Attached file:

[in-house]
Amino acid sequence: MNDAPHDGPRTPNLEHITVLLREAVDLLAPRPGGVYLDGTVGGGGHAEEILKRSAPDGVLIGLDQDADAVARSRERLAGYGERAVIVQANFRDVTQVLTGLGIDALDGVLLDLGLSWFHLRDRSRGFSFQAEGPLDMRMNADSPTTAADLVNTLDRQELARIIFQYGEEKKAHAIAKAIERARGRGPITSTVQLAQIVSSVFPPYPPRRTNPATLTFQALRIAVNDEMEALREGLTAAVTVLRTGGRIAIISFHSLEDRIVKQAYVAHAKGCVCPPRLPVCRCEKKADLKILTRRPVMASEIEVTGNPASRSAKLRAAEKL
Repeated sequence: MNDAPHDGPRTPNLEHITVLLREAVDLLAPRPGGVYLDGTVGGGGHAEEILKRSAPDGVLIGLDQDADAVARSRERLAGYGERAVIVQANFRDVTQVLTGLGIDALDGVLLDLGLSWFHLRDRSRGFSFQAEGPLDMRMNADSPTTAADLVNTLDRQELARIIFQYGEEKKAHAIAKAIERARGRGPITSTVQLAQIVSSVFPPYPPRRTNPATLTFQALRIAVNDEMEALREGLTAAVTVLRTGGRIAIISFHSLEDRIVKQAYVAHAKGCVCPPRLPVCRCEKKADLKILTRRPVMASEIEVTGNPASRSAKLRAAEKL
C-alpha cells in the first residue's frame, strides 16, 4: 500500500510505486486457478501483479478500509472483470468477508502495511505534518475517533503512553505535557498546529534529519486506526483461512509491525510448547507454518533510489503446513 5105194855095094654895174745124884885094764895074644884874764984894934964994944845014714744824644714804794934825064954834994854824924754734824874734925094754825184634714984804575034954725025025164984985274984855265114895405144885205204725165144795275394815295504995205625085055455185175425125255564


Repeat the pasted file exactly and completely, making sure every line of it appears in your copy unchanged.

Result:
[in-house]
Amino acid sequence: MNDAPHDGPRTPNLEHITVLLREAVDLLAPRPGGVYLDGTVGGGGHAEEILKRSAPDGVLIGLDQDADAVARSRERLAGYGERAVIVQANFRDVTQVLTGLGIDALDGVLLDLGLSWFHLRDRSRGFSFQAEGPLDMRMNADSPTTAADLVNTLDRQELARIIFQYGEEKKAHAIAKAIERARGRGPITSTVQLAQIVSSVFPPYPPRRTNPATLTFQALRIAVNDEMEALREGLTAAVTVLRTGGRIAIISFHSLEDRIVKQAYVAHAKGCVCPPRLPVCRCEKKADLKILTRRPVMASEIEVTGNPASRSAKLRAAEKL
Repeated sequence: MNDAPHDGPRTPNLEHITVLLREAVDLLAPRPGGVYLDGTVGGGGHAEEILKRSAPDGVLIGLDQDADAVARSRERLAGYGERAVIVQANFRDVTQVLTGLGIDALDGVLLDLGLSWFHLRDRSRGFSFQAEGPLDMRMNADSPTTAADLVNTLDRQELARIIFQYGEEKKAHAIAKAIERARGRGPITSTVQLAQIVSSVFPPYPPRRTNPATLTFQALRIAVNDEMEALREGLTAAVTVLRTGGRIAIISFHSLEDRIVKQAYVAHAKGCVCPPRLPVCRCEKKADLKILTRRPVMASEIEVTGNPASRSAKLRAAEKL
C-alpha cells in the first residue's frame, strides 16, 4: 500500500510505486486457478501483479478500509472483470468477508502495511505534518475517533503512553505535557498546529534529519486506526483461512509491525510448547507454518533510489503446513 5105194855095094654895174745124884885094764895074644884874764984894934964994944845014714744824644714804794934825064954834994854824924754734824874734925094754825184634714984804575034954725025025164984985274984855265114895405144885205204725165144795275394815295504995205625085055455185175425125255564